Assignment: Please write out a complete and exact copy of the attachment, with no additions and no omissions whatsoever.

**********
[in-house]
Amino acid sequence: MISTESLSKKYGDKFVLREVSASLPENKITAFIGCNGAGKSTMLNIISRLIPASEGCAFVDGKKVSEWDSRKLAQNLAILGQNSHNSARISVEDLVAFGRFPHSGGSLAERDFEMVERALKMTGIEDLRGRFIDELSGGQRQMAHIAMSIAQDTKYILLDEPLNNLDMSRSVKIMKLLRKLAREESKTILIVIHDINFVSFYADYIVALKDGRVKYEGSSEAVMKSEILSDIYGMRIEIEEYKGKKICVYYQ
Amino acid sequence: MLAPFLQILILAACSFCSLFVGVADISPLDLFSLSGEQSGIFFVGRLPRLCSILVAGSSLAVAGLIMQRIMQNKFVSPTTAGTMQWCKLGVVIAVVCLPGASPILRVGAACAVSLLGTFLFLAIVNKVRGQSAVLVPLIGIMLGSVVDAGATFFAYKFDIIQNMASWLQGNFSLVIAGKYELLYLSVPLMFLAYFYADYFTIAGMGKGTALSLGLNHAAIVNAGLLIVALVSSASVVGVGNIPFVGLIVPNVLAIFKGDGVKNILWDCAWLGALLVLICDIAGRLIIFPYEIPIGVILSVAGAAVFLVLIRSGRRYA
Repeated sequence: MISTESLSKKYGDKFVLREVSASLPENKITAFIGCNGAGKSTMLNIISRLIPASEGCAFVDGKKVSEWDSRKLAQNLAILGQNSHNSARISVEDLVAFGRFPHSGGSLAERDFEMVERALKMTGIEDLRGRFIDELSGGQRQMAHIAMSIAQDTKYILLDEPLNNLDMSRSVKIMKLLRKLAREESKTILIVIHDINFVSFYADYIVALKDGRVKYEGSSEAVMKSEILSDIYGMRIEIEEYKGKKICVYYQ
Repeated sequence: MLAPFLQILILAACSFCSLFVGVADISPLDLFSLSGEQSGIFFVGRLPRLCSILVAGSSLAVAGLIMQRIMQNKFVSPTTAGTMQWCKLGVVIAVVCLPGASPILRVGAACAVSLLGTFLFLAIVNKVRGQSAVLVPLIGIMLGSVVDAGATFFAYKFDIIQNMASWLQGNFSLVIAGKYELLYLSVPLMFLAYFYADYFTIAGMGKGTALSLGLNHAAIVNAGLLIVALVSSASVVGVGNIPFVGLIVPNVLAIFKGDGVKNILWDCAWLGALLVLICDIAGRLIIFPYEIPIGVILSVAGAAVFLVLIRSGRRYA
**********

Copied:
[in-house]
Amino acid sequence: MISTESLSKKYGDKFVLREVSASLPENKITAFIGCNGAGKSTMLNIISRLIPASEGCAFVDGKKVSEWDSRKLAQNLAILGQNSHNSARISVEDLVAFGRFPHSGGSLAERDFEMVERALKMTGIEDLRGRFIDELSGGQRQMAHIAMSIAQDTKYILLDEPLNNLDMSRSVKIMKLLRKLAREESKTILIVIHDINFVSFYADYIVALKDGRVKYEGSSEAVMKSEILSDIYGMRIEIEEYKGKKICVYYQ
Amino acid sequence: MLAPFLQILILAACSFCSLFVGVADISPLDLFSLSGEQSGIFFVGRLPRLCSILVAGSSLAVAGLIMQRIMQNKFVSPTTAGTMQWCKLGVVIAVVCLPGASPILRVGAACAVSLLGTFLFLAIVNKVRGQSAVLVPLIGIMLGSVVDAGATFFAYKFDIIQNMASWLQGNFSLVIAGKYELLYLSVPLMFLAYFYADYFTIAGMGKGTALSLGLNHAAIVNAGLLIVALVSSASVVGVGNIPFVGLIVPNVLAIFKGDGVKNILWDCAWLGALLVLICDIAGRLIIFPYEIPIGVILSVAGAAVFLVLIRSGRRYA
Repeated sequence: MISTESLSKKYGDKFVLREVSASLPENKITAFIGCNGAGKSTMLNIISRLIPASEGCAFVDGKKVSEWDSRKLAQNLAILGQNSHNSARISVEDLVAFGRFPHSGGSLAERDFEMVERALKMTGIEDLRGRFIDELSGGQRQMAHIAMSIAQDTKYILLDEPLNNLDMSRSVKIMKLLRKLAREESKTILIVIHDINFVSFYADYIVALKDGRVKYEGSSEAVMKSEILSDIYGMRIEIEEYKGKKICVYYQ
Repeated sequence: MLAPFLQILILAACSFCSLFVGVADISPLDLFSLSGEQSGIFFVGRLPRLCSILVAGSSLAVAGLIMQRIMQNKFVSPTTAGTMQWCKLGVVIAVVCLPGASPILRVGAACAVSLLGTFLFLAIVNKVRGQSAVLVPLIGIMLGSVVDAGATFFAYKFDIIQNMASWLQGNFSLVIAGKYELLYLSVPLMFLAYFYADYFTIAGMGKGTALSLGLNHAAIVNAGLLIVALVSSASVVGVGNIPFVGLIVPNVLAIFKGDGVKNILWDCAWLGALLVLICDIAGRLIIFPYEIPIGVILSVAGAAVFLVLIRSGRRYA